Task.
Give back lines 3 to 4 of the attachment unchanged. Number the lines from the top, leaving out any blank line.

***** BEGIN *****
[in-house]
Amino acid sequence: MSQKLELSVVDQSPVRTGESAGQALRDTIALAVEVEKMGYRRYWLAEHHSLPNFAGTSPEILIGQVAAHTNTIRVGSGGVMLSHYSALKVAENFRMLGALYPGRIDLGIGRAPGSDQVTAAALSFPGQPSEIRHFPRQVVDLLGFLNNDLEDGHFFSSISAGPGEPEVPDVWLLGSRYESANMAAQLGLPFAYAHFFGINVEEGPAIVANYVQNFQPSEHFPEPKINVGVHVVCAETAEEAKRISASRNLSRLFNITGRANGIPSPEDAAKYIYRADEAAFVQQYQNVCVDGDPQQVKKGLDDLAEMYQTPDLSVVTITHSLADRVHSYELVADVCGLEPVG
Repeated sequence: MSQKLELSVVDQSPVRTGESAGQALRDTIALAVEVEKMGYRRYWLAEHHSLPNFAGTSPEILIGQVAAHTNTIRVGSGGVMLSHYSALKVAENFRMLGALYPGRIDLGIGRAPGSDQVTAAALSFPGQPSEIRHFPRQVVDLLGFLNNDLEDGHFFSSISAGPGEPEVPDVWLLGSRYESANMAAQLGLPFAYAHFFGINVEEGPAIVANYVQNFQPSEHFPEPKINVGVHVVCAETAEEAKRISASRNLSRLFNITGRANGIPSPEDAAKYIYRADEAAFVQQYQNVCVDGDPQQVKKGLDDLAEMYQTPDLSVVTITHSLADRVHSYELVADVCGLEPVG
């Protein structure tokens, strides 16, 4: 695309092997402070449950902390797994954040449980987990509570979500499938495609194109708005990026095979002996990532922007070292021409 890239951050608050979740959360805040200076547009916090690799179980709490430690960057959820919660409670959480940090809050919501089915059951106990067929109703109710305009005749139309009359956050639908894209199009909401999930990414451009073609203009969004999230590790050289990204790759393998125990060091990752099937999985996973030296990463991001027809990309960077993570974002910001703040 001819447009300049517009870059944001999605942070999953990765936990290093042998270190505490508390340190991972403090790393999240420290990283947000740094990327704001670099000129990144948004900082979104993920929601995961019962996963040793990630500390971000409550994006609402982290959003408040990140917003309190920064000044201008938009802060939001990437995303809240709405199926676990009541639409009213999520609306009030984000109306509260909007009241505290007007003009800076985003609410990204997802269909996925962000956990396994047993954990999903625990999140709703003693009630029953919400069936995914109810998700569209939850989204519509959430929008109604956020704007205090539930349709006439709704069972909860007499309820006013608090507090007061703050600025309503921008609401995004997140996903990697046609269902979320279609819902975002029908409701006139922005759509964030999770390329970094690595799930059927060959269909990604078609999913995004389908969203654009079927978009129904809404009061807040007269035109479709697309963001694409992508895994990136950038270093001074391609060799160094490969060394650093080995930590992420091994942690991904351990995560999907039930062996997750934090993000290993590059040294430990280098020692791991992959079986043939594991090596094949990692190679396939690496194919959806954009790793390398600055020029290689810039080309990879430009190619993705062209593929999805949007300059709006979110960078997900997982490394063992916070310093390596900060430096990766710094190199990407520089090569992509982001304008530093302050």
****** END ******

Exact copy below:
Repeated sequence: MSQKLELSVVDQSPVRTGESAGQALRDTIALAVEVEKMGYRRYWLAEHHSLPNFAGTSPEILIGQVAAHTNTIRVGSGGVMLSHYSALKVAENFRMLGALYPGRIDLGIGRAPGSDQVTAAALSFPGQPSEIRHFPRQVVDLLGFLNNDLEDGHFFSSISAGPGEPEVPDVWLLGSRYESANMAAQLGLPFAYAHFFGINVEEGPAIVANYVQNFQPSEHFPEPKINVGVHVVCAETAEEAKRISASRNLSRLFNITGRANGIPSPEDAAKYIYRADEAAFVQQYQNVCVDGDPQQVKKGLDDLAEMYQTPDLSVVTITHSLADRVHSYELVADVCGLEPVG
């Protein structure tokens, strides 16, 4: 695309092997402070449950902390797994954040449980987990509570979500499938495609194109708005990026095979002996990532922007070292021409 890239951050608050979740959360805040200076547009916090690799179980709490430690960057959820919660409670959480940090809050919501089915059951106990067929109703109710305009005749139309009359956050639908894209199009909401999930990414451009073609203009969004999230590790050289990204790759393998125990060091990752099937999985996973030296990463991001027809990309960077993570974002910001703040 001819447009300049517009870059944001999605942070999953990765936990290093042998270190505490508390340190991972403090790393999240420290990283947000740094990327704001670099000129990144948004900082979104993920929601995961019962996963040793990630500390971000409550994006609402982290959003408040990140917003309190920064000044201008938009802060939001990437995303809240709405199926676990009541639409009213999520609306009030984000109306509260909007009241505290007007003009800076985003609410990204997802269909996925962000956990396994047993954990999903625990999140709703003693009630029953919400069936995914109810998700569209939850989204519509959430929008109604956020704007205090539930349709006439709704069972909860007499309820006013608090507090007061703050600025309503921008609401995004997140996903990697046609269902979320279609819902975002029908409701006139922005759509964030999770390329970094690595799930059927060959269909990604078609999913995004389908969203654009079927978009129904809404009061807040007269035109479709697309963001694409992508895994990136950038270093001074391609060799160094490969060394650093080995930590992420091994942690991904351990995560999907039930062996997750934090993000290993590059040294430990280098020692791991992959079986043939594991090596094949990692190679396939690496194919959806954009790793390398600055020029290689810039080309990879430009190619993705062209593929999805949007300059709006979110960078997900997982490394063992916070310093390596900060430096990766710094190199990407520089090569992509982001304008530093302050």